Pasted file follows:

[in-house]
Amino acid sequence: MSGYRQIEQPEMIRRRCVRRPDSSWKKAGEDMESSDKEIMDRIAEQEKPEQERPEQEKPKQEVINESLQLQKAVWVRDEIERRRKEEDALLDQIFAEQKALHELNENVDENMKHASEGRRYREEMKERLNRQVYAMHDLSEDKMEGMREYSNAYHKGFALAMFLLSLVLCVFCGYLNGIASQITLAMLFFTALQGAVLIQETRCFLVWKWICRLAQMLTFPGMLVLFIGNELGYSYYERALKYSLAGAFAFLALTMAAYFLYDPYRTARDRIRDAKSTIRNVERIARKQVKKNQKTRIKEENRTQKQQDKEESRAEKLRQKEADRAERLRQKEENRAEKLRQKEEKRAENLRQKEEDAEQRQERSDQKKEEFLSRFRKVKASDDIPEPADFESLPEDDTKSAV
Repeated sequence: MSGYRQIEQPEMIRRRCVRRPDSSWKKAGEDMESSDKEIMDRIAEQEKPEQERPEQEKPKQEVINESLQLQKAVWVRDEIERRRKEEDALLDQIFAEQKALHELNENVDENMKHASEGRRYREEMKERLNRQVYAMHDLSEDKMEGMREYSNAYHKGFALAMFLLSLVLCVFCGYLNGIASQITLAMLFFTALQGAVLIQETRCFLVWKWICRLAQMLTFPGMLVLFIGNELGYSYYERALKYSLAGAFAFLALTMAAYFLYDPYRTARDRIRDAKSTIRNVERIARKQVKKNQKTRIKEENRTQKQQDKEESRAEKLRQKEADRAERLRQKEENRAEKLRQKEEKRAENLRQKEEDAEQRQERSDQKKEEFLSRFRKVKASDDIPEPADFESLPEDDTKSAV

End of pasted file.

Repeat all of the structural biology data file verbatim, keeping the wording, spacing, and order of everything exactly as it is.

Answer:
[in-house]
Amino acid sequence: MSGYRQIEQPEMIRRRCVRRPDSSWKKAGEDMESSDKEIMDRIAEQEKPEQERPEQEKPKQEVINESLQLQKAVWVRDEIERRRKEEDALLDQIFAEQKALHELNENVDENMKHASEGRRYREEMKERLNRQVYAMHDLSEDKMEGMREYSNAYHKGFALAMFLLSLVLCVFCGYLNGIASQITLAMLFFTALQGAVLIQETRCFLVWKWICRLAQMLTFPGMLVLFIGNELGYSYYERALKYSLAGAFAFLALTMAAYFLYDPYRTARDRIRDAKSTIRNVERIARKQVKKNQKTRIKEENRTQKQQDKEESRAEKLRQKEADRAERLRQKEENRAEKLRQKEEKRAENLRQKEEDAEQRQERSDQKKEEFLSRFRKVKASDDIPEPADFESLPEDDTKSAV
Repeated sequence: MSGYRQIEQPEMIRRRCVRRPDSSWKKAGEDMESSDKEIMDRIAEQEKPEQERPEQEKPKQEVINESLQLQKAVWVRDEIERRRKEEDALLDQIFAEQKALHELNENVDENMKHASEGRRYREEMKERLNRQVYAMHDLSEDKMEGMREYSNAYHKGFALAMFLLSLVLCVFCGYLNGIASQITLAMLFFTALQGAVLIQETRCFLVWKWICRLAQMLTFPGMLVLFIGNELGYSYYERALKYSLAGAFAFLALTMAAYFLYDPYRTARDRIRDAKSTIRNVERIARKQVKKNQKTRIKEENRTQKQQDKEESRAEKLRQKEADRAERLRQKEENRAEKLRQKEEKRAENLRQKEEDAEQRQERSDQKKEEFLSRFRKVKASDDIPEPADFESLPEDDTKSAV